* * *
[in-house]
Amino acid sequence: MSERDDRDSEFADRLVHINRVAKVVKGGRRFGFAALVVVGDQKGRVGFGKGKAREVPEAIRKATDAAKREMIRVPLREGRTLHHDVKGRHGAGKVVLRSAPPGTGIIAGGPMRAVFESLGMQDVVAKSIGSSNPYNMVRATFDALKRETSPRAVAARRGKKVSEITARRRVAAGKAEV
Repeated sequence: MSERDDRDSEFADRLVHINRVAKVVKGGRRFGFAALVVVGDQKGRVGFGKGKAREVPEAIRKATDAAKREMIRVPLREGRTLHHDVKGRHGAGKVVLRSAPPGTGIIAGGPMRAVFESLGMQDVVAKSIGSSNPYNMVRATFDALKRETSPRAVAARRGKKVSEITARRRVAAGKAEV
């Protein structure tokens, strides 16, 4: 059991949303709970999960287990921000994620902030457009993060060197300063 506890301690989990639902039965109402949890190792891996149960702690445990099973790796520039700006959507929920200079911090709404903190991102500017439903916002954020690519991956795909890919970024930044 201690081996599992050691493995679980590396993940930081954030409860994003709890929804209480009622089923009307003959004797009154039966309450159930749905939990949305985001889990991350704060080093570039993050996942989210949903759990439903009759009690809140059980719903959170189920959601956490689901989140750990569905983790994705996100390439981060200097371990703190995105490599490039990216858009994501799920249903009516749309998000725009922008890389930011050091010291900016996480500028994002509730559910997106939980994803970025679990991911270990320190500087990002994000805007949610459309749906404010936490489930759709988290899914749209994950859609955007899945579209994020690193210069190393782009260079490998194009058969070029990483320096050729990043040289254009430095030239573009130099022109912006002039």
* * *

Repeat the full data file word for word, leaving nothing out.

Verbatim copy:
[in-house]
Amino acid sequence: MSERDDRDSEFADRLVHINRVAKVVKGGRRFGFAALVVVGDQKGRVGFGKGKAREVPEAIRKATDAAKREMIRVPLREGRTLHHDVKGRHGAGKVVLRSAPPGTGIIAGGPMRAVFESLGMQDVVAKSIGSSNPYNMVRATFDALKRETSPRAVAARRGKKVSEITARRRVAAGKAEV
Repeated sequence: MSERDDRDSEFADRLVHINRVAKVVKGGRRFGFAALVVVGDQKGRVGFGKGKAREVPEAIRKATDAAKREMIRVPLREGRTLHHDVKGRHGAGKVVLRSAPPGTGIIAGGPMRAVFESLGMQDVVAKSIGSSNPYNMVRATFDALKRETSPRAVAARRGKKVSEITARRRVAAGKAEV
């Protein structure tokens, strides 16, 4: 059991949303709970999960287990921000994620902030457009993060060197300063 506890301690989990639902039965109402949890190792891996149960702690445990099973790796520039700006959507929920200079911090709404903190991102500017439903916002954020690519991956795909890919970024930044 201690081996599992050691493995679980590396993940930081954030409860994003709890929804209480009622089923009307003959004797009154039966309450159930749905939990949305985001889990991350704060080093570039993050996942989210949903759990439903009759009690809140059980719903959170189920959601956490689901989140750990569905983790994705996100390439981060200097371990703190995105490599490039990216858009994501799920249903009516749309998000725009922008890389930011050091010291900016996480500028994002509730559910997106939980994803970025679990991911270990320190500087990002994000805007949610459309749906404010936490489930759709988290899914749209994950859609955007899945579209994020690193210069190393782009260079490998194009058969070029990483320096050729990043040289254009430095030239573009130099022109912006002039």